"Dr. Gerardo Torres—who had been an executive at Shire—originally brought claims against the company under the federal False Claims Act in 2008. He alleged that Shire had marketed Adderall XR and other drugs to treat attention deficit hyperactivity disorder (ADHD) as being effective in ways that weren't supported by clinical data."
The Legal Intelligencer
September 25, 2014
By Saranac Hale Spencer
The maker of Adderall, Pennsylvania-based Shire Pharmaceuticals, has settled a whistleblower suit for $56.5 million in the Eastern District of Pennsylvania.
Dr. Gerardo Torres—who had been an executive at Shire—originally brought claims against the company under the federal False Claims Act in 2008.
He alleged that Shire had marketed Adderall XR and other drugs to treat attention deficit hyperactivity disorder (ADHD) as being effective in ways that weren’t supported by clinical data.
Shire denies the allegations and, under the terms of the settlement, doesn’t admit liability.
Shire had marketed Adderall XR as being superior to drugs that treat ADHD from other manufacturers and “also suggested that treatment with Adderall XR would help prevent certain issues linked to ADHD, such as poor academic performance, loss of employment, criminal behavior, traffic accidents, and sexually transmitted disease,” according to the allegations listed in the settlement agreement.
Similarly for its drug Vyvanse, Shire had claimed that it “would help prevent certain issues linked to ADHD, despite a lack of clinical data sufficient to support such claims. For example, the company implied that use of Vyvanse would reduce car accidents, divorce, being arrested, and unemployment,” according to the settlement.
For that drug, the company had also marketed it as one that wouldn’t create dependency, according to the settlement.
“Certain Shire sales representatives also promoted Vyvanse as ‘non-abusable’ and/or less abusable than Adderall XR despite a lack of clinical data sufficient to support such a claim,” according to the settlement.
“Adderall is clearly abusable,” said Stephen A. Sheller of Sheller P.C., who represented the relator, Torres.
Sheller called this “an unusual case” since Torres was an executive who hadn’t been fired from the company he was blowing the whistle on; rather, he objected to the marketing of addictive amphetamines for youths. The rate at which teachers and school counselors push drugs like Adderall and Vyvanse is disturbing, Sheller said.
“Shire also promoted Adderall XR for the treatment of conduct disorder, an indication for use which was not approved by the [U.S. Food and Drug Administration], was not a medically accepted indication … and was not covered by state Medicaid programs,” according to the settlement.
Sheller called “conduct disorder” a “non-disease.”
The company marketed another of its ADHD drugs called Daytrana, which is administered through a patch, as being harder to abuse than traditional pill-type ADHD medications without having any clinical support for the claim, according to the settlement. Those patches also had problems sticking to patients’ bodies and coming off of the packaging, according to the settlement.
The government, through the U.S. Attorney’s Office in Philadelphia, chose to intervene in the matter for the purpose of the settlement last week, according to the docket.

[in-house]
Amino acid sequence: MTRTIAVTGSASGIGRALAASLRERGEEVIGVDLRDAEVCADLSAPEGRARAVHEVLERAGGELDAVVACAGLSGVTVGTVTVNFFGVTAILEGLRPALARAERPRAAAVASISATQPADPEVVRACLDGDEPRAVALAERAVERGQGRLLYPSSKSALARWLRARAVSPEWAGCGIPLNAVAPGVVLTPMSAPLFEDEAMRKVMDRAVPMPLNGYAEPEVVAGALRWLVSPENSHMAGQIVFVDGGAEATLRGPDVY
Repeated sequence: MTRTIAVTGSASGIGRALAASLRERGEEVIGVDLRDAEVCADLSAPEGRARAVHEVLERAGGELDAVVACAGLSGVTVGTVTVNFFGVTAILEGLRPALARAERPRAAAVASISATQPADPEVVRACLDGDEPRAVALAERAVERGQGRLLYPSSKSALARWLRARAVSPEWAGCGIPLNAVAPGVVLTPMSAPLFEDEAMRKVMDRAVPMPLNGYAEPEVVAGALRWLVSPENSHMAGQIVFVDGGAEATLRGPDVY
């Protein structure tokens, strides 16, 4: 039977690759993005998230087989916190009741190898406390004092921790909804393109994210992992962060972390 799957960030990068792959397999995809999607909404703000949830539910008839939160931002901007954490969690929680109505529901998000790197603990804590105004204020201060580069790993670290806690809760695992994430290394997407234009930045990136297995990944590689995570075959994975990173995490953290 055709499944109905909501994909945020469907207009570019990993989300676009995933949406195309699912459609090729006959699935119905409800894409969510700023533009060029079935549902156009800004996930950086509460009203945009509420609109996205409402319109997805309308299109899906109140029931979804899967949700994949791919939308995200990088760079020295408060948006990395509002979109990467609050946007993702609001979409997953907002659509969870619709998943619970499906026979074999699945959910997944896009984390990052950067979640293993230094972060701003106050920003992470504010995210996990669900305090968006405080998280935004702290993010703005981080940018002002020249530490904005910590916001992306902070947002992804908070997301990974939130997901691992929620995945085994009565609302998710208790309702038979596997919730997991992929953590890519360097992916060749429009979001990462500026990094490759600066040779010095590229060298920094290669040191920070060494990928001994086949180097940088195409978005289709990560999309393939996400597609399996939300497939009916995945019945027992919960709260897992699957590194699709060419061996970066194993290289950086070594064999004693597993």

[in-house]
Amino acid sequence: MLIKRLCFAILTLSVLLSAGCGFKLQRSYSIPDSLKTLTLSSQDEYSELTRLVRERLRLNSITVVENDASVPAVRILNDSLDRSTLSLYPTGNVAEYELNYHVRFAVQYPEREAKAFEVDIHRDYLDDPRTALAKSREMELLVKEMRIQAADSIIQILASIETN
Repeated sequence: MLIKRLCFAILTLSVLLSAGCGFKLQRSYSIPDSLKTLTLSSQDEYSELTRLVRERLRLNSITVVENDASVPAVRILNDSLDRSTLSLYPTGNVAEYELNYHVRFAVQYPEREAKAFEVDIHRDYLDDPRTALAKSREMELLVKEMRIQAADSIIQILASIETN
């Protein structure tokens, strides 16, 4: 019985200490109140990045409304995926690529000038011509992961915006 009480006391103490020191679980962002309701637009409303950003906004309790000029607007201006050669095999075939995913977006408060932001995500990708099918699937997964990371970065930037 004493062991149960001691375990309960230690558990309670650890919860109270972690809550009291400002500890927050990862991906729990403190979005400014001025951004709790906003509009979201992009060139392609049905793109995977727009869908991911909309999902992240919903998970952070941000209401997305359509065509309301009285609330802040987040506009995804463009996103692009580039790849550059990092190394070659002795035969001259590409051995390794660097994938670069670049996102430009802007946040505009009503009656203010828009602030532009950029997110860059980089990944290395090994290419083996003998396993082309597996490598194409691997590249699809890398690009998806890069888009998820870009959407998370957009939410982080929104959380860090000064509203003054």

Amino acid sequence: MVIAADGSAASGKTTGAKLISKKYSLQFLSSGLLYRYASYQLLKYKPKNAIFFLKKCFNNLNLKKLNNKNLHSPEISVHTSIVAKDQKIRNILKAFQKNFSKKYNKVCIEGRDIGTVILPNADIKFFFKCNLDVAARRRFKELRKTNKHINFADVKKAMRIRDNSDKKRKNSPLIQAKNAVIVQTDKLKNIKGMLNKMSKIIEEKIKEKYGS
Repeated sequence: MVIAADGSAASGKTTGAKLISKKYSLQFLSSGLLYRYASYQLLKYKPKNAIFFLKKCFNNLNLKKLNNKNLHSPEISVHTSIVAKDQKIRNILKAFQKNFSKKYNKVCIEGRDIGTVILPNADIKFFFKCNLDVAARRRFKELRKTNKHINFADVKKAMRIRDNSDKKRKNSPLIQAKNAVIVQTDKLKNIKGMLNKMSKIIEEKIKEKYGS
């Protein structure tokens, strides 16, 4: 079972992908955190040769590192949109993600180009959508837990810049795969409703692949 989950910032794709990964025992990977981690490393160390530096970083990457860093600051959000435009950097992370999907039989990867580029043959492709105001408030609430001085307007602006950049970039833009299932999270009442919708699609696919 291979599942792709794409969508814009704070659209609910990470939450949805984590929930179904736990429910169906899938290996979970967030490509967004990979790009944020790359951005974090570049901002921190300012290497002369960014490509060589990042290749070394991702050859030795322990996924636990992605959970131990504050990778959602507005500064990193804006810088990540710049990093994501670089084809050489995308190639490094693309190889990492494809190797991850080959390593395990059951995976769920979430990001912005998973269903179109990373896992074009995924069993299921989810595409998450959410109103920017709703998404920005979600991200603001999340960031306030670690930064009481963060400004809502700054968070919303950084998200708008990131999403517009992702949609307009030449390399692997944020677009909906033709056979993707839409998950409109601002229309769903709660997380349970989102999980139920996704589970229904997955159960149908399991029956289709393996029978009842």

U.S. District Judge Paul S. Diamond of the Eastern District of Pennsylvania, who handled the case, granted that office’s motion to keep under seal its six motions seeking to extend the intervention deadlines.
“After an in camera review of the six documents at issue, I find that they contain ‘confidential investigative’ procedures and information relating to non-parties, the disclosure of which could result in harm to the government or third parties,” Diamond said in the order issued Wednesday.
“Marketing efforts that influence a doctor’s independent judgment can undermine the doctor-patient relationship and short-change the patient,” said Zane David Memeger, U.S. attorney for the Eastern District of Pennsylvania, in a prepared statement. “Where children’s medication is concerned, it can interfere with a parent’s right to clear information regarding the risks to the safety and health of their child. Shire cooperated throughout this investigation and, in advance of this settlement, began to correct its marketing activities.”
Shire has also agreed to a corporate integrity agreement to modify its marketing efforts.
“We are pleased to have reached a resolution and to put this matter behind us,” Shire CEO Flemming Ornskov said in a prepared statement. “We remain focused on our mission of enabling people with life-altering conditions to lead better lives, and we are committed to conducting our activities to meet the highest ethical standards. The company has had, and will continue to have, a comprehensive compliance program and internal controls to ensure we comply with applicable laws and regulations.”
Shire said it will pay $35.7 million to the federal government, from which will come Torres’ $5.9 million share, and it will pay $20.8 million to the Medicaid-participating states. On top of the $56.5 million settlement, Shire will also pay $2.9 million to settle a civil complaint in Louisiana over violations of that state’s laws, according to Shire’s statement.
The company will also pay $922,086 for the relator’s attorney fees and expenses, according to the settlement.